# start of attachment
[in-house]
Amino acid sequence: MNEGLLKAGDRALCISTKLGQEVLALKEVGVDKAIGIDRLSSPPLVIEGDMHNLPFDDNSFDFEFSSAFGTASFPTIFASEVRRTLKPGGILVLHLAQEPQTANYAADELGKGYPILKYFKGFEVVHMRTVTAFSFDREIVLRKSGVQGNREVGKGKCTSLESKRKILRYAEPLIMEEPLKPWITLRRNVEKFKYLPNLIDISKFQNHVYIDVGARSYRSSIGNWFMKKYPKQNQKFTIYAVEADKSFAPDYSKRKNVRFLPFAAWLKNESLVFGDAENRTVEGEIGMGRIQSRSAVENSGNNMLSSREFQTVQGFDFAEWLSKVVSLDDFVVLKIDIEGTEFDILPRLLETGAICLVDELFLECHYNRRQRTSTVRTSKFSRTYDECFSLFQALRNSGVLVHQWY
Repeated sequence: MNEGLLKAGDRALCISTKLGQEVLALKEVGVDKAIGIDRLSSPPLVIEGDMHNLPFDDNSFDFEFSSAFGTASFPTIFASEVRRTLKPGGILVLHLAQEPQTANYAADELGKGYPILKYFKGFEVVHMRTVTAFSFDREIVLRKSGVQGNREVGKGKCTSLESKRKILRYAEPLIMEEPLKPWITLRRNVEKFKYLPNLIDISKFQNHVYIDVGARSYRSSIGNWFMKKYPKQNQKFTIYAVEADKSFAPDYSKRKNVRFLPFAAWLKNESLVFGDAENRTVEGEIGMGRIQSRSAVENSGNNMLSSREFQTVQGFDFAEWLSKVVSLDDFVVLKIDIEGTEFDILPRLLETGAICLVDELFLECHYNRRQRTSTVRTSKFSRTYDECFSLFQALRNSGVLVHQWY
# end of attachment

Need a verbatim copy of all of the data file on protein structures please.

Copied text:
[in-house]
Amino acid sequence: MNEGLLKAGDRALCISTKLGQEVLALKEVGVDKAIGIDRLSSPPLVIEGDMHNLPFDDNSFDFEFSSAFGTASFPTIFASEVRRTLKPGGILVLHLAQEPQTANYAADELGKGYPILKYFKGFEVVHMRTVTAFSFDREIVLRKSGVQGNREVGKGKCTSLESKRKILRYAEPLIMEEPLKPWITLRRNVEKFKYLPNLIDISKFQNHVYIDVGARSYRSSIGNWFMKKYPKQNQKFTIYAVEADKSFAPDYSKRKNVRFLPFAAWLKNESLVFGDAENRTVEGEIGMGRIQSRSAVENSGNNMLSSREFQTVQGFDFAEWLSKVVSLDDFVVLKIDIEGTEFDILPRLLETGAICLVDELFLECHYNRRQRTSTVRTSKFSRTYDECFSLFQALRNSGVLVHQWY
Repeated sequence: MNEGLLKAGDRALCISTKLGQEVLALKEVGVDKAIGIDRLSSPPLVIEGDMHNLPFDDNSFDFEFSSAFGTASFPTIFASEVRRTLKPGGILVLHLAQEPQTANYAADELGKGYPILKYFKGFEVVHMRTVTAFSFDREIVLRKSGVQGNREVGKGKCTSLESKRKILRYAEPLIMEEPLKPWITLRRNVEKFKYLPNLIDISKFQNHVYIDVGARSYRSSIGNWFMKKYPKQNQKFTIYAVEADKSFAPDYSKRKNVRFLPFAAWLKNESLVFGDAENRTVEGEIGMGRIQSRSAVENSGNNMLSSREFQTVQGFDFAEWLSKVVSLDDFVVLKIDIEGTEFDILPRLLETGAICLVDELFLECHYNRRQRTSTVRTSKFSRTYDECFSLFQALRNSGVLVHQWY